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									Discounted cash flow; bond and
       stock valuation
Chapter 4: problems 11, 19, 21, 25, 31, 35,
 45, 51

Chapter 5: problems 4, 7, 9, 13, 16, 20, 22,
 33
   Discounted cash flow basics
Discount rates & effect of compounding:
Effective annual interest rate (EAIR) takes
  into account the compounding effects of
  more frequent interest payments.

Stated annual interest rate (SAIR, or APR) =
  periodic rate * # periods per year
                   m
         SAIR
 EAIR  1        1
             m 
                            Annuities
Annuity: constant cash flow (CF) occurring at regular
  intervals of time.
The present value of a simple annuity is calculated:
                             1
                    1
        PV  CF *
                         1  r t  CF * At
                                           r
                           r
where Art is known as the present value of annuity
  factor.
Important! This formula assumes the first payment in
  the annuity is received one period after the present
  value date.
Suppose your monthly mortgage payments are
  $1,028.61 for 360 months, and the monthly interest
  rate is 1%. What is the value of the mortgage
  today?
                 More annuities
The future value of a simple annuity is
  calculated:
       FV    CF *
                   1  r t  1  CF * FVAT
                                           R
                        t
where FVArt is known as the future value of
  annuity factor.
Example: You are very concerned about
  retirement. You plan to set aside $2000 at
  the end of each year in your IRA account for
  the next 40 years. If the interest rate is 5%
  how much will you have at the end of the
  40th year?
     Other important formulas!
Perpetuity: constant cash flows at regular
  intervals forever.
                         CF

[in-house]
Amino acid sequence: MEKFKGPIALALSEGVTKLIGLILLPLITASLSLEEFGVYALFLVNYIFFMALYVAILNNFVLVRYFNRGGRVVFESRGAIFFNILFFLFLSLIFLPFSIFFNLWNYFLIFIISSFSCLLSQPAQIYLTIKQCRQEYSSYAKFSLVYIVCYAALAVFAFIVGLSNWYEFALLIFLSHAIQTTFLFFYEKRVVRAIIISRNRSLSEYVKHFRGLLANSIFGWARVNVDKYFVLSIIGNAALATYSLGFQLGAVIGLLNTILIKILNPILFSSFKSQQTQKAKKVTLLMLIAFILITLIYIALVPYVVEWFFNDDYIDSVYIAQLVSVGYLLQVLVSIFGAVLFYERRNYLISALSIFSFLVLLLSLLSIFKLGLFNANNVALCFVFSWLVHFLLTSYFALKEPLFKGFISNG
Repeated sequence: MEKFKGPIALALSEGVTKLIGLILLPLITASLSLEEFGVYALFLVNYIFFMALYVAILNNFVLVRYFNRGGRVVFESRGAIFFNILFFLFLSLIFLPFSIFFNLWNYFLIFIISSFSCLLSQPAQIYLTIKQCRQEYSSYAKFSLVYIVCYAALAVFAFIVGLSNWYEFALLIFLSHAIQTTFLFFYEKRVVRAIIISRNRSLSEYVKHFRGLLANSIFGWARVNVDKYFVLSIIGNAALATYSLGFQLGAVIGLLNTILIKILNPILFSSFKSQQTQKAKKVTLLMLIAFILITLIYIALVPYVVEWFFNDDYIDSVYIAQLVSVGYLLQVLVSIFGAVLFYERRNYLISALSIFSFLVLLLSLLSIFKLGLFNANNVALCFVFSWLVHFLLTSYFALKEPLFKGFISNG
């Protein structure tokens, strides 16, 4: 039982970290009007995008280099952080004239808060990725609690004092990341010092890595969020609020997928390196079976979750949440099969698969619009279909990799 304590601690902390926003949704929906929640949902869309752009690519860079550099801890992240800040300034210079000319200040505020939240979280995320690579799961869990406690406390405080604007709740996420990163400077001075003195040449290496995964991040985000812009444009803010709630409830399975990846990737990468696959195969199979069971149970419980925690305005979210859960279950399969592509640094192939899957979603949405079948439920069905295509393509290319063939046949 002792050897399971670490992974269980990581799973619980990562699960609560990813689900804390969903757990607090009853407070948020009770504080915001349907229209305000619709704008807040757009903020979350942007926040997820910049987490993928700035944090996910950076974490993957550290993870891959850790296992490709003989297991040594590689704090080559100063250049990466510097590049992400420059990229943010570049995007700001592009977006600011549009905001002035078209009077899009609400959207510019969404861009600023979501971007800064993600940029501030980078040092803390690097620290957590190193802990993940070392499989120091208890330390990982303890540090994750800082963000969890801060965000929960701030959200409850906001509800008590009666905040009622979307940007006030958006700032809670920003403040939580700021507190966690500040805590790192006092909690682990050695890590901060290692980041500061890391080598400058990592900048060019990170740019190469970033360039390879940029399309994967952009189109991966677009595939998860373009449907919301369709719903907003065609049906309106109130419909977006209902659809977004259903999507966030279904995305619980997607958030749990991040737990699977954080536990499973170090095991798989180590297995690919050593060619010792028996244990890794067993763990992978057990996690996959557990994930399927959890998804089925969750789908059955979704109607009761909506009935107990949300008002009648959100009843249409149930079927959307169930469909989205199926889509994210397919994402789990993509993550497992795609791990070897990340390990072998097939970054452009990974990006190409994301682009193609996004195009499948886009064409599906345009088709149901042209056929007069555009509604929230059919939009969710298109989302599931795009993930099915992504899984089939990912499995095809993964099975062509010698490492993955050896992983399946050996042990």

PV =
                          r
Growing perpetuity: constant cash flow,
 growing at a constant rate, and paid at
 regular time intervals forever.
                                   CF
                              PV 
                                   rg
Growing annuity – see text
   Example: DCF calculations
Publisher’s Clearinghouse $10 million prize
  pays out as follows:
• $500,000 the first year, then
• $250,000 a year, until
• A final payment of $2,500,000 in the 30th
  year

What is the prize really worth (PV)?
 Assume a discount rate of 5%.
               Bond Valuation
Payments to the bondholder consist of:
1. Regular coupon payments every period until
  the bond matures.
2. The face value of the bond when it matures.

Definitions:
coupon rate

yield to maturity
                 Bond Valuation
If a bond has five semi-annual periods to maturity, an
   8% coupon rate, and a $1000 face value, its cash
   flows would look like this:

Time         0        1        2        3        4        5
           --------------------------------------------------
Coupons             $40 $40 $40 $40 $40
Face Value                                              $1000
Total                                                   $1040

How much is the bond worth if the yield to maturity on
  bonds like this one is 10%?
                 Stock valuation
If dividends to grow over time at a constant rate g, then
   P0 = [D0(1+g)]/(r-g) = D1/(r-g)

This is known as the dividend growth model.

We can rewrite this equation to find the required rate of
  return:
  r = D1 + g
       P0
D1/P0 = Dividend yield
 and
g = rate of growth of dividends, which can also be
  interpreted as the capital gains yield.
   Stock valuation: Example with constant
                   growth
Suppose a stock has just paid a $4 per share dividend.
   The dividend is projected to grow at 6% per year
   indefinitely. If the required return is 10%, then the
   price today is:
P0 = D1/(r-g)
 = $4 x (1.06) / (.1-.06)
 = $4.24/.04
 = $106.00 per share
What will the price be in a year? It will rise by 6%:
Pt = Dt+1/(r-g)
P1 = D2/(r-g) = ($4.24 x 1.06)/(.10 - .06) = $112.36
Stock valuation: example with non-constant
                  growth
Suppose a stock has just paid a $4 per share dividend. The
   dividend is projected to grow at 8% for the next two years, then
   6% for one year, and then 4% indefinitely. The required return
   is 12%. What is the stock value?
      Time       Dividend
        0        $4.00
        1        $4.32
        2        $4.66
        3        $4.95
        4        $5.14
At time 3, the value of the stock will be:
P3 = D4/(r-g) = $5.14 /(.12 - .04) = $64.25

The value of the stock is thus:
P0 = D1/(1+r) + D2/(1+r)2 + D3/(1+r)3 + P3/(1+r)3
   = $4.32/1.12 + $4.66/1.122 + $4.95/1.123 + $64.25/1.123

								
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